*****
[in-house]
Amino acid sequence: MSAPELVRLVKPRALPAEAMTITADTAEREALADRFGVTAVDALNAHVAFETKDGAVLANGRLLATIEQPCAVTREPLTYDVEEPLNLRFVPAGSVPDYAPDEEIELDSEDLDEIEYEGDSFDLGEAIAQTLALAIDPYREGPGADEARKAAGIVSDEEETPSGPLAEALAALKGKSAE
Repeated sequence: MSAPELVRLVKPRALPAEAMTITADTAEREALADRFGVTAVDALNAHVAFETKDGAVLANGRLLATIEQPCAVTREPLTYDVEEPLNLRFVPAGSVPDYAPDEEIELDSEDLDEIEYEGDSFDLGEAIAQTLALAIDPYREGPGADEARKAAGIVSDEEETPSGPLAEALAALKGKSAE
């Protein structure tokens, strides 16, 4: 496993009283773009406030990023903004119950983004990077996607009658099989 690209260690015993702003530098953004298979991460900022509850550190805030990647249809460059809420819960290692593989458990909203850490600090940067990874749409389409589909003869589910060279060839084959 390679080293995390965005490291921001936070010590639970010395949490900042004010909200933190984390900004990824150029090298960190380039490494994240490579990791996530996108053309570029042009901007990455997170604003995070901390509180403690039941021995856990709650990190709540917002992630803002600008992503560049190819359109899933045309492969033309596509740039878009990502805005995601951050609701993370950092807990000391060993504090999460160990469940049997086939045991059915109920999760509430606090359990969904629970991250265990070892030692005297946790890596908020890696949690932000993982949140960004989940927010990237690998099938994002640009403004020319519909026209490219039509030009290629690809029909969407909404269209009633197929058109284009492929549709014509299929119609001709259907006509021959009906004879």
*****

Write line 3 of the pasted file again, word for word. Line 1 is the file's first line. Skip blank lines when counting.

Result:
Repeated sequence: MSAPELVRLVKPRALPAEAMTITADTAEREALADRFGVTAVDALNAHVAFETKDGAVLANGRLLATIEQPCAVTREPLTYDVEEPLNLRFVPAGSVPDYAPDEEIELDSEDLDEIEYEGDSFDLGEAIAQTLALAIDPYREGPGADEARKAAGIVSDEEETPSGPLAEALAALKGKSAE